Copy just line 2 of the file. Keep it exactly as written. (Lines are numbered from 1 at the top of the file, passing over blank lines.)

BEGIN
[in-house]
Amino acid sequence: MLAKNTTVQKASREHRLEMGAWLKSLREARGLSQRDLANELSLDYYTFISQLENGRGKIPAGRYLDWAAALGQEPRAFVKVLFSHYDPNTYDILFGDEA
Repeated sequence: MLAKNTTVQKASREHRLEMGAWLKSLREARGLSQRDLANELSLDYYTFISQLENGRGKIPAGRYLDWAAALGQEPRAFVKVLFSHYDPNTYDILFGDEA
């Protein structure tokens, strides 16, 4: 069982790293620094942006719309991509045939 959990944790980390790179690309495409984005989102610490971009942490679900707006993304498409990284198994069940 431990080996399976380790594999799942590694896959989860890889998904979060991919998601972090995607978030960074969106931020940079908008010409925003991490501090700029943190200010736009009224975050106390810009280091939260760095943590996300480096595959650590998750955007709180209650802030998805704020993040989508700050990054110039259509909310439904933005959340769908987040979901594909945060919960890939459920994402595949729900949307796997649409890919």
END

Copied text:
Amino acid sequence: MLAKNTTVQKASREHRLEMGAWLKSLREARGLSQRDLANELSLDYYTFISQLENGRGKIPAGRYLDWAAALGQEPRAFVKVLFSHYDPNTYDILFGDEA